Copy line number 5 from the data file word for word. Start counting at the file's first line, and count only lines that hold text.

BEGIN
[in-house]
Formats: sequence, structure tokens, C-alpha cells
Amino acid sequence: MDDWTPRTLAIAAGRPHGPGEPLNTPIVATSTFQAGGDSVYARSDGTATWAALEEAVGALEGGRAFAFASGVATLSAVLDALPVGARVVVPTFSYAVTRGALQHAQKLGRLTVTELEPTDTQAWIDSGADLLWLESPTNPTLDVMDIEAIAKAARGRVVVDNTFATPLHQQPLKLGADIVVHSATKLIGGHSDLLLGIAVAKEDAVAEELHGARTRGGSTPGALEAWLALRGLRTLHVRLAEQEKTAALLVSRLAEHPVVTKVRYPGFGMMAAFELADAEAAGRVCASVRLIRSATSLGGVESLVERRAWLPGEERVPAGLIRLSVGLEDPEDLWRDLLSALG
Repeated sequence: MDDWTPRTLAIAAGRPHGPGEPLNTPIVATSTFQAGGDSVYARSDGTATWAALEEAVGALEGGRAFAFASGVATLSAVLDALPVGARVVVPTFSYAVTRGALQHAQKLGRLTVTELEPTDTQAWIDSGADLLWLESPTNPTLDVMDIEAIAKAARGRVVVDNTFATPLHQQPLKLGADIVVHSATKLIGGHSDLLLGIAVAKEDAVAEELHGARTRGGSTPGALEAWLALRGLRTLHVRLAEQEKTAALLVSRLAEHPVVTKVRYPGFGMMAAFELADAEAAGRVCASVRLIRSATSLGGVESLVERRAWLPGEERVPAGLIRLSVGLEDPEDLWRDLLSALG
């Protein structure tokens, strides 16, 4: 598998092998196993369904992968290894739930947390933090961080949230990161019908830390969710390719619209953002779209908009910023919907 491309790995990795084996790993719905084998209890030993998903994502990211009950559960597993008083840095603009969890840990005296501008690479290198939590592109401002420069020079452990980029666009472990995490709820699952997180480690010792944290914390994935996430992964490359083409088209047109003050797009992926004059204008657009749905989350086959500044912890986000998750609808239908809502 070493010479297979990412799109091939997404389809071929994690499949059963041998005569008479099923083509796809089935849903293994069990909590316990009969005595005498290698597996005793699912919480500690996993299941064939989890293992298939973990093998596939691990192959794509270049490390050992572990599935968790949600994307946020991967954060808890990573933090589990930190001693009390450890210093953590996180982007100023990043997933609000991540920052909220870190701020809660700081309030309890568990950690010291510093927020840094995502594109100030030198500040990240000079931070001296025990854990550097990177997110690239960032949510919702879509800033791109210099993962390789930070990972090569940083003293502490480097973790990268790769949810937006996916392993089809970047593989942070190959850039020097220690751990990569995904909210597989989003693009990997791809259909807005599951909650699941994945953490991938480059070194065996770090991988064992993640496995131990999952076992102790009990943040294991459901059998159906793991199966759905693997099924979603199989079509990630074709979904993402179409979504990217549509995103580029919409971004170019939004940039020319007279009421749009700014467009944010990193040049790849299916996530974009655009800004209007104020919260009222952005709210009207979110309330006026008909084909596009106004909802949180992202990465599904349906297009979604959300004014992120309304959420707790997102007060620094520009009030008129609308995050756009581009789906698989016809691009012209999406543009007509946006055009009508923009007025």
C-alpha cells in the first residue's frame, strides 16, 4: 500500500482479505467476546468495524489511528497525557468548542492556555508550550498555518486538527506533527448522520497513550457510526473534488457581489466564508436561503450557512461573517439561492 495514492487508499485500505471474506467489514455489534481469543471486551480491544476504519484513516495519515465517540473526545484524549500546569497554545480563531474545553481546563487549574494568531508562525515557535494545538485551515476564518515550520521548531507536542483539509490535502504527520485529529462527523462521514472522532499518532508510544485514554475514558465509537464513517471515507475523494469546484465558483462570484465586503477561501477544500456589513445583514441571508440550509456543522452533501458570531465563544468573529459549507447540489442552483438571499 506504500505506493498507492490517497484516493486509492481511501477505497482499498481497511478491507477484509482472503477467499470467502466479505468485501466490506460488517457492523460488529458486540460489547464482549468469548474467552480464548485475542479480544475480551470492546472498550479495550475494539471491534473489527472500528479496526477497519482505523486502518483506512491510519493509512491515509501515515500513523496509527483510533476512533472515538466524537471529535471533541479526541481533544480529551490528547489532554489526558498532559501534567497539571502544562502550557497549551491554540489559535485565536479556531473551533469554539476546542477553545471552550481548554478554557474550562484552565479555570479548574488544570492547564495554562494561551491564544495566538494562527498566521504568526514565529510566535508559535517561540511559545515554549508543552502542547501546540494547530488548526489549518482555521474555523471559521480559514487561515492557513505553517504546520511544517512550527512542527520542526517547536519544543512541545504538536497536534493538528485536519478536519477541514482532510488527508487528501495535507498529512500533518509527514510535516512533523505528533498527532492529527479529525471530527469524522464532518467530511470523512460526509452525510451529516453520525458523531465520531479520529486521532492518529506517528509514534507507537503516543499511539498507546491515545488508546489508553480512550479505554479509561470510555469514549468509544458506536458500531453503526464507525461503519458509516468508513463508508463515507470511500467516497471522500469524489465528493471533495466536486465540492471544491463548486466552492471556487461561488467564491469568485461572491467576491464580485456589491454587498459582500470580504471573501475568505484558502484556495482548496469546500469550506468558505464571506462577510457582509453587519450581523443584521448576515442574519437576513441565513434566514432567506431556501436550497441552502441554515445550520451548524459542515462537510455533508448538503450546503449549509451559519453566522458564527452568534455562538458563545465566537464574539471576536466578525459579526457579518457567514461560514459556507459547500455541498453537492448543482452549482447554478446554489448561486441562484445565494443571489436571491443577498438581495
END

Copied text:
């Protein structure tokens, strides 16, 4: 598998092998196993369904992968290894739930947390933090961080949230990161019908830390969710390719619209953002779209908009910023919907 491309790995990795084996790993719905084998209890030993998903994502990211009950559960597993008083840095603009969890840990005296501008690479290198939590592109401002420069020079452990980029666009472990995490709820699952997180480690010792944290914390994935996430992964490359083409088209047109003050797009992926004059204008657009749905989350086959500044912890986000998750609808239908809502 070493010479297979990412799109091939997404389809071929994690499949059963041998005569008479099923083509796809089935849903293994069990909590316990009969005595005498290698597996005793699912919480500690996993299941064939989890293992298939973990093998596939691990192959794509270049490390050992572990599935968790949600994307946020991967954060808890990573933090589990930190001693009390450890210093953590996180982007100023990043997933609000991540920052909220870190701020809660700081309030309890568990950690010291510093927020840094995502594109100030030198500040990240000079931070001296025990854990550097990177997110690239960032949510919702879509800033791109210099993962390789930070990972090569940083003293502490480097973790990268790769949810937006996916392993089809970047593989942070190959850039020097220690751990990569995904909210597989989003693009990997791809259909807005599951909650699941994945953490991938480059070194065996770090991988064992993640496995131990999952076992102790009990943040294991459901059998159906793991199966759905693997099924979603199989079509990630074709979904993402179409979504990217549509995103580029919409971004170019939004940039020319007279009421749009700014467009944010990193040049790849299916996530974009655009800004209007104020919260009222952005709210009207979110309330006026008909084909596009106004909802949180992202990465599904349906297009979604959300004014992120309304959420707790997102007060620094520009009030008129609308995050756009581009789906698989016809691009012209999406543009007509946006055009009508923009007025």